My rig is piano to the right, organ to the left, in an L configuration. Two reasons for the left/right thing: a) I'm a piano player by nature, although I'm a decent organ player. b) The organ by its nature is a deft pad instrument and I would tend to pad with my left hand while my right hand works the piano that is, by its nature, anything but a deft pad instrument.

 

The reason for the L thing: for one, it just looks cooler, but mostly because of my wrist issues combined with the size of my keyboards. A Hammond XK-3c with lower manual coupled with a Kawai MP8II (with Nord Electro Rack, a small line mixer and a Boss Fender Deluxe pedal stacked on top) would be awkward at best stacked vertically. If I can't L the rig, then I play only organ or only piano. Frankly, if the material is worth playing, then instrumentation doesn't matter - I can cover the entire gig on either piano or organ.

A ROMpler is just a polyphonic turntable.
Link to comment
Share on other sites

This is a really interesting thread, lots of good advice here!

 

For those of you that use a piano & organ in an 'L' configuration, what do you do about the differing keyboard heights? The lower manual of a Hammond organ is 4" higher than a piano keyboard. I guess this is to make an allowance for the pedals.

 

As such a Hammond organ bench is also 4" higher than a piano stool (roughly).

 

Would be interested in ideas & opinions !

 

Regards

 

Julian

Link to comment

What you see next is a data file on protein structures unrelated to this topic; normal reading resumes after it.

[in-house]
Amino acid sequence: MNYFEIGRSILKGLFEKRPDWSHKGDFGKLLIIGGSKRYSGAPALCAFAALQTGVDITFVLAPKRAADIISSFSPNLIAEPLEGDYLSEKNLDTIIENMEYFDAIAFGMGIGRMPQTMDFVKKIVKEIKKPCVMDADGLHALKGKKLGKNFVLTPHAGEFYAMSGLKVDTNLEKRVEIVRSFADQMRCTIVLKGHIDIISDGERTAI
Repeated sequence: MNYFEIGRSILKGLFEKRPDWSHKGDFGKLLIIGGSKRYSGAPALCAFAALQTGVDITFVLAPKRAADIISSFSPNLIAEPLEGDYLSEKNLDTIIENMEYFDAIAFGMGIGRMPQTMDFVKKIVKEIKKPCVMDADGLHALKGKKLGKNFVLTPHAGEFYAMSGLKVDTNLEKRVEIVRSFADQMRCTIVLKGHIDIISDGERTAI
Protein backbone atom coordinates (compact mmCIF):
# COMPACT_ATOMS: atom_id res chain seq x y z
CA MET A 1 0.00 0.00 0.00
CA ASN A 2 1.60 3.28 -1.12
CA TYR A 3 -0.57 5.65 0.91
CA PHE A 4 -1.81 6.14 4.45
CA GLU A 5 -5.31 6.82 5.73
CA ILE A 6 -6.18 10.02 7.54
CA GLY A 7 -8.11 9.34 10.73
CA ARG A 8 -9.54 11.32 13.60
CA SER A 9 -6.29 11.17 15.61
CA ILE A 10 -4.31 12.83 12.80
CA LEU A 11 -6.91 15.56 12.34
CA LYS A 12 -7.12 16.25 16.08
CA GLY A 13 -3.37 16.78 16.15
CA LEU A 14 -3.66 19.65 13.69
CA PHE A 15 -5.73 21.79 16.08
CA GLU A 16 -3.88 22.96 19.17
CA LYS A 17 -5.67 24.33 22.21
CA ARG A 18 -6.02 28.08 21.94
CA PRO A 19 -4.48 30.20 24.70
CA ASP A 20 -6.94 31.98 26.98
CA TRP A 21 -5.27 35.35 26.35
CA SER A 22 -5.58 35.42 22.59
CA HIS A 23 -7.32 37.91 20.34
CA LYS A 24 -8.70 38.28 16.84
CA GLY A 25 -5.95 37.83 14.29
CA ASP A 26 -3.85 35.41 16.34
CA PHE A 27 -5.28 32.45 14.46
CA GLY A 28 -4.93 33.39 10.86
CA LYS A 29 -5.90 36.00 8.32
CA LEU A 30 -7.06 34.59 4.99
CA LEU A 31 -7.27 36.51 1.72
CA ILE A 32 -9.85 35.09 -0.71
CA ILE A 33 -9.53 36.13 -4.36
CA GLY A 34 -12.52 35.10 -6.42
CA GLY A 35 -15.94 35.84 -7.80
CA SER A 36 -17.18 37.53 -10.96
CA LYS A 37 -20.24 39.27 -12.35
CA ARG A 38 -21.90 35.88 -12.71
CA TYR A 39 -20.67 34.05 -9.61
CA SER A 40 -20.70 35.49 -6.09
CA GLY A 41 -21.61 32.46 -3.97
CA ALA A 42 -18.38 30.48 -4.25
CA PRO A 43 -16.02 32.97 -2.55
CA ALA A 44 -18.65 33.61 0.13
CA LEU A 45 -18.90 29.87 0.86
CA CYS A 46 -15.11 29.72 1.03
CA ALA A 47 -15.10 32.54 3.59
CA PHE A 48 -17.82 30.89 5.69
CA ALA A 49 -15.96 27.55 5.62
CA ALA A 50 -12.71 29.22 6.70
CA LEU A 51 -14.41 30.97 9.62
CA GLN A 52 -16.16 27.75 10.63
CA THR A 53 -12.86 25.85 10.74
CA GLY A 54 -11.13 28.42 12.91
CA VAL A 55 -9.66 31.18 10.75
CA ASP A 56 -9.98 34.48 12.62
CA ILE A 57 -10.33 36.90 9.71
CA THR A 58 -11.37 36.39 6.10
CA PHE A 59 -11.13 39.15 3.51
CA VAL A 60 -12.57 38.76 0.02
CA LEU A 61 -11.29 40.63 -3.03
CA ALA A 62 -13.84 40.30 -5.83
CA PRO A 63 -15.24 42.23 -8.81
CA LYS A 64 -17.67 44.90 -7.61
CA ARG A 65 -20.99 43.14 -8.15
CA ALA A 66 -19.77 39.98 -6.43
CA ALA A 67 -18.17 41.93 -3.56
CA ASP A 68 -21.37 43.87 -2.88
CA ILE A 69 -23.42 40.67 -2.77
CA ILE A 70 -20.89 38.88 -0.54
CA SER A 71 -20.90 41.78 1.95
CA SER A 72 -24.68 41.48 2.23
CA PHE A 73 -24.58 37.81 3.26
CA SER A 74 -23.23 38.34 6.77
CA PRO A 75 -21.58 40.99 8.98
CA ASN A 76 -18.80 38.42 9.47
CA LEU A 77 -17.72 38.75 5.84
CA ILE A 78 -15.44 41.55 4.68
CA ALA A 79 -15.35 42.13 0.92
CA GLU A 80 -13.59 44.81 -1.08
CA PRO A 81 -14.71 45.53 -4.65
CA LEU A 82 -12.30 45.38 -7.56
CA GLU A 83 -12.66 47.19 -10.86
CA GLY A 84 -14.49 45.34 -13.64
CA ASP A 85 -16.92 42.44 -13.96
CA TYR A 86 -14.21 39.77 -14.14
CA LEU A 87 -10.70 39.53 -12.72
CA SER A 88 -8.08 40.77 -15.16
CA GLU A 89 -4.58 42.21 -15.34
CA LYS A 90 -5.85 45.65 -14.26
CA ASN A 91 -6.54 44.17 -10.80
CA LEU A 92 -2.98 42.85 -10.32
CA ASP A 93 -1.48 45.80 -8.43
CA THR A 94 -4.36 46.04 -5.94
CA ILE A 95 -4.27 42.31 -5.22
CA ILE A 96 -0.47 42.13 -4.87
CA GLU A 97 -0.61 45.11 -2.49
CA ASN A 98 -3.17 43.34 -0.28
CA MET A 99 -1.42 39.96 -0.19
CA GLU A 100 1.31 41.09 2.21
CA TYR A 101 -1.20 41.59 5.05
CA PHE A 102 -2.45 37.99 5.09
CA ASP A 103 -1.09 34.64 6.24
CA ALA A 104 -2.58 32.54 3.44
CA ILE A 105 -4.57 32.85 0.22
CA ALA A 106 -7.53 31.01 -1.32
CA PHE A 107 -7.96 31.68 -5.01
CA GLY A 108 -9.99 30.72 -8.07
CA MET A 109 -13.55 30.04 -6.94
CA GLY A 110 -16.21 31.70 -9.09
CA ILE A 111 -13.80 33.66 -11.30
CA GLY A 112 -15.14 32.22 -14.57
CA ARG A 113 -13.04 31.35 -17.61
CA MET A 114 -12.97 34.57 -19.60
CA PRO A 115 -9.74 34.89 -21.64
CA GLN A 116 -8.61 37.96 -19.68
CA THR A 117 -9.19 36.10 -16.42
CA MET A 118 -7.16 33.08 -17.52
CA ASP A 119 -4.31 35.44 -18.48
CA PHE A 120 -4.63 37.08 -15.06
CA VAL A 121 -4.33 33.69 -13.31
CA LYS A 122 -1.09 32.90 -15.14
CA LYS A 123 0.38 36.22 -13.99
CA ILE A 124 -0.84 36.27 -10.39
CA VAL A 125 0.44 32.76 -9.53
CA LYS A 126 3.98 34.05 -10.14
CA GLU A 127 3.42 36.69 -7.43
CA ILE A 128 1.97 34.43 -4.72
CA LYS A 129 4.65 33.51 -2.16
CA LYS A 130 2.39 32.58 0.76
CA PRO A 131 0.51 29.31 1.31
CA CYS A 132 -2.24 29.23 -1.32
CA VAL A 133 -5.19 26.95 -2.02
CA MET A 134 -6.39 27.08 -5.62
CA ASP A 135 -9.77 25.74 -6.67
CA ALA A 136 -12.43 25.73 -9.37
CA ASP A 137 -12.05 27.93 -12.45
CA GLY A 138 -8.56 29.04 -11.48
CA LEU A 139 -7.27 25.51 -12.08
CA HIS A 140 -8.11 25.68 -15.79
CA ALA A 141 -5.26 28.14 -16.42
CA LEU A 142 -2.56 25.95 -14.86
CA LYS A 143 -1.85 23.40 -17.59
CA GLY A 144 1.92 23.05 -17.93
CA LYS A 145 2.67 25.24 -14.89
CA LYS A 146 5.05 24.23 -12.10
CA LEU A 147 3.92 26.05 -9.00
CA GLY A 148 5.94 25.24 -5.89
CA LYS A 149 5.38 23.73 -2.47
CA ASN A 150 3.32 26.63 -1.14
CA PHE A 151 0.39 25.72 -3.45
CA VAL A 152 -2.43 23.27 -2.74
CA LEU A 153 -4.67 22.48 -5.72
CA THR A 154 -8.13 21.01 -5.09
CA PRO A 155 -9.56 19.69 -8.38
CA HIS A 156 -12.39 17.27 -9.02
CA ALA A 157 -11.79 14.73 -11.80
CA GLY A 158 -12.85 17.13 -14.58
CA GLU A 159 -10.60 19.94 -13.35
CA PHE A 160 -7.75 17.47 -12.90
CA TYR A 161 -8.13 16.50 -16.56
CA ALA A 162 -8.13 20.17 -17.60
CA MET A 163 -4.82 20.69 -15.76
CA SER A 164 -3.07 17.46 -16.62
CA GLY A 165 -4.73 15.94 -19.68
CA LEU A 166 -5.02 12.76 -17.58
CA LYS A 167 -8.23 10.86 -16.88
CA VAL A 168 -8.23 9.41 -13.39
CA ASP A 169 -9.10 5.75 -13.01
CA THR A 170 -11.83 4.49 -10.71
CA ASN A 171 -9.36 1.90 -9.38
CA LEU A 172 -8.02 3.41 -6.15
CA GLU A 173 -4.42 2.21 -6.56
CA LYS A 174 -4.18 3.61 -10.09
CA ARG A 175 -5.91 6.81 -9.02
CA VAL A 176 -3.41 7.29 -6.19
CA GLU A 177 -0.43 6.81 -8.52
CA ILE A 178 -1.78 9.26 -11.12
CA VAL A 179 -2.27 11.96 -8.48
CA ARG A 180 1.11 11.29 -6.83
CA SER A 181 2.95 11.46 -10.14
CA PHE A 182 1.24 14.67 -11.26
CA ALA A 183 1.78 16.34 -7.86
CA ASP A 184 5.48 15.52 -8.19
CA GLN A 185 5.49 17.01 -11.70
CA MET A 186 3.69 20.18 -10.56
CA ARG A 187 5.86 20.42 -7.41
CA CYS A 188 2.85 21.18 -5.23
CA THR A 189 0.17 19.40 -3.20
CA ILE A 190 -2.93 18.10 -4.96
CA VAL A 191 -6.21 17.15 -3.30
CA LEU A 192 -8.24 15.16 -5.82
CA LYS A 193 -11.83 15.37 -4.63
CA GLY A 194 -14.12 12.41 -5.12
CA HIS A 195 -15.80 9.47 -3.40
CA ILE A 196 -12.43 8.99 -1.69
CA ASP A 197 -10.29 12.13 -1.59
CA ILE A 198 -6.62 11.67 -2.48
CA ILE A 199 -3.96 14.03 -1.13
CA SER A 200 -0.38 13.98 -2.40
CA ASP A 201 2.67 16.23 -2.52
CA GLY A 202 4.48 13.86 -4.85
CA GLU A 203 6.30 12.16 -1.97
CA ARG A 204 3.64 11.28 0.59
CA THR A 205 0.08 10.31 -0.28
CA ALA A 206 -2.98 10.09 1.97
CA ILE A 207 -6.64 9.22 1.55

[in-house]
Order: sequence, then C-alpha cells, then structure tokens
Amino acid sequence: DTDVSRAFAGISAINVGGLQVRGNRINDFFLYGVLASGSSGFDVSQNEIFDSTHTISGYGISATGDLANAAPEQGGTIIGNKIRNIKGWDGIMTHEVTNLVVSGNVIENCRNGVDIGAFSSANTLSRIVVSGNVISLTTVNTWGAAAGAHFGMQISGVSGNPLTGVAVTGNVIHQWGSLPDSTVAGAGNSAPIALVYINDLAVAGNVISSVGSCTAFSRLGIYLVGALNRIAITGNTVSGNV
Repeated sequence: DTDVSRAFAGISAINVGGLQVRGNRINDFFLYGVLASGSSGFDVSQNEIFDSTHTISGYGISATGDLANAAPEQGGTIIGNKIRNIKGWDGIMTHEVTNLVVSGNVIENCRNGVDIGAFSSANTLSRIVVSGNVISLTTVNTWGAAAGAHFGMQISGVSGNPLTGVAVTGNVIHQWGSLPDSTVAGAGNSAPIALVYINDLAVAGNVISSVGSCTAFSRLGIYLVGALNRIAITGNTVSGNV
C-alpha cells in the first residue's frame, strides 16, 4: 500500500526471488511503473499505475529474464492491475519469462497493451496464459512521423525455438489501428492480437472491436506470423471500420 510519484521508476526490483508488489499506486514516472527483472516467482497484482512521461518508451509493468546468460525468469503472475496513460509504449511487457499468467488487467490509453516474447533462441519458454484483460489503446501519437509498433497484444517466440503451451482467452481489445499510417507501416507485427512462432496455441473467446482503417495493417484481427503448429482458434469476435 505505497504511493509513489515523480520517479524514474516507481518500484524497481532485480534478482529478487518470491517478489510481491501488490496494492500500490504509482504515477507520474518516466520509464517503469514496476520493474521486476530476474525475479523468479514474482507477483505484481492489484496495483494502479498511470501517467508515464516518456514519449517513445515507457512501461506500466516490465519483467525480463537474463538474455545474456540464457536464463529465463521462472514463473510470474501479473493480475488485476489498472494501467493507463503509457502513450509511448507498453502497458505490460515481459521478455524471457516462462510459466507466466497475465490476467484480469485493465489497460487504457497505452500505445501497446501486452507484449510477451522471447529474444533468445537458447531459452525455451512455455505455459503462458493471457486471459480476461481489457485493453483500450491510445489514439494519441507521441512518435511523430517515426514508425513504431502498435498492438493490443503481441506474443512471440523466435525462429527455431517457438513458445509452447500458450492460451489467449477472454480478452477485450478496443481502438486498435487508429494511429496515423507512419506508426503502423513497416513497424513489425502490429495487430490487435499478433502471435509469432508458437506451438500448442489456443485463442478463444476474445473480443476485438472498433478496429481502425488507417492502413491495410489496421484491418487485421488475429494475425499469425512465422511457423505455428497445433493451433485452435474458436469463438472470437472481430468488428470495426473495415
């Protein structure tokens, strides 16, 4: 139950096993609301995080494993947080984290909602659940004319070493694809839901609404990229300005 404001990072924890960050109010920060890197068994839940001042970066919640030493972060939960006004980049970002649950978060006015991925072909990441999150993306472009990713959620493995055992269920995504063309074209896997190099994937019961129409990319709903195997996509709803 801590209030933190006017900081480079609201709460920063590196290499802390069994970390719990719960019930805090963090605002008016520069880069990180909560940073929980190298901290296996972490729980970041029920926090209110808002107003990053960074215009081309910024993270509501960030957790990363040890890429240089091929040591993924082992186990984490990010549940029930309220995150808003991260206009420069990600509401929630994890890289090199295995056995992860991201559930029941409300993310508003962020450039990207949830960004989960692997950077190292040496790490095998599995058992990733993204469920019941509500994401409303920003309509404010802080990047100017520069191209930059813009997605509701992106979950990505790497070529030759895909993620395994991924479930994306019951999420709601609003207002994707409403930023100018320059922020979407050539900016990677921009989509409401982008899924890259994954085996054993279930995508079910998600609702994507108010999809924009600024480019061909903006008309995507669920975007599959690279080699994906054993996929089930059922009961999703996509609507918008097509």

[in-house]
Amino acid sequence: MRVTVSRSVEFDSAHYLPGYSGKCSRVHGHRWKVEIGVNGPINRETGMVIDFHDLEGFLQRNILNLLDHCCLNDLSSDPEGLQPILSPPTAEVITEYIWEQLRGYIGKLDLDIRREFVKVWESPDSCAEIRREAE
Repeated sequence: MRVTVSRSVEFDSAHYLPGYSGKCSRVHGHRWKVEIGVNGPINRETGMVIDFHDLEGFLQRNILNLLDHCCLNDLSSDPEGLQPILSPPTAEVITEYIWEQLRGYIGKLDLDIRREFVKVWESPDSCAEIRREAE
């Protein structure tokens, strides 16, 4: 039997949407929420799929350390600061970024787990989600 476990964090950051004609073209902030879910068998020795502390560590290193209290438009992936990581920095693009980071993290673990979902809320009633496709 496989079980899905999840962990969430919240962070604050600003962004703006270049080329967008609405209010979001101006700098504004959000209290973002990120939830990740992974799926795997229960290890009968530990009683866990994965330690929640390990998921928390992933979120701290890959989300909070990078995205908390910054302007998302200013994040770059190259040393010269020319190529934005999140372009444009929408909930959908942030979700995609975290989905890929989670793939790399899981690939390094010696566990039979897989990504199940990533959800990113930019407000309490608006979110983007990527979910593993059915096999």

Share on other sites

I _think_ that mr. tench always plays a real B3 and a real piano, in an L - hammond on left, piano on right. This means that he really has no choice, but to play the organ riff with his left hand.
I'm just saying', everyone that confuses correlation with causation eventually ends up dead.
Link to comment
Share on other sites

I have been encouraging friends to use organ benches for stage piano work. I believe it really helps stage presence; the extra 3" (18 vs 21) really matters, and seems to keep folks from slouching.

 

Here is my friend Craig Tousignant playing a thrown-together rig.. the pedal, amp, and M3 bench are mine; the Kurzweil belongs to someone else.

 

http://i43.tinypic.com/1z2emoy.jpg

 

If you look in the background, behind the accordion player, you can see my usual rig (I was up next), which is a spinet organ with a stage piano on top. This should work fine for an A100 etc, too. I align the keys and have the piano set up so it overhangs the organ controls.

 

SOP for me is to play organ while sitting and piano while standing. I sit if I'm playing both for more than a few quick stabs -- I need to sit for expression pedal work. Whichever instrument is lead is played by my right hand. If I am comping on both, then whichever one has the higher voicing is played with the right hand, unless the organ part needs crawling. I can't crawl with my left. Walking bass figures are usually played with my left.

Hammond: L111, M100, M3, BC, CV, Franken CV, A100, D152, C3, B3

Leslie: 710, 760, 51C, 147, 145, 122, 22H, 31H

Yamaha: CP4, DGX-620, DX7II-FD-E!, PF85, DX9

Roland: VR-09, RD-800

 

Link to comment
Share on other sites

Sometimes I switch hands playing with my organ so it feels like a stranger.

Wait... wrong thread.

 

Wonder how often that joke comes up here :).

 

This is a really interesting thread, lots of good advice here!

Julian

 

Thanks Julian! I hope to only start interesting and relevant threads here. There's nothing worse than an OP asking a question to only be answered by crickets...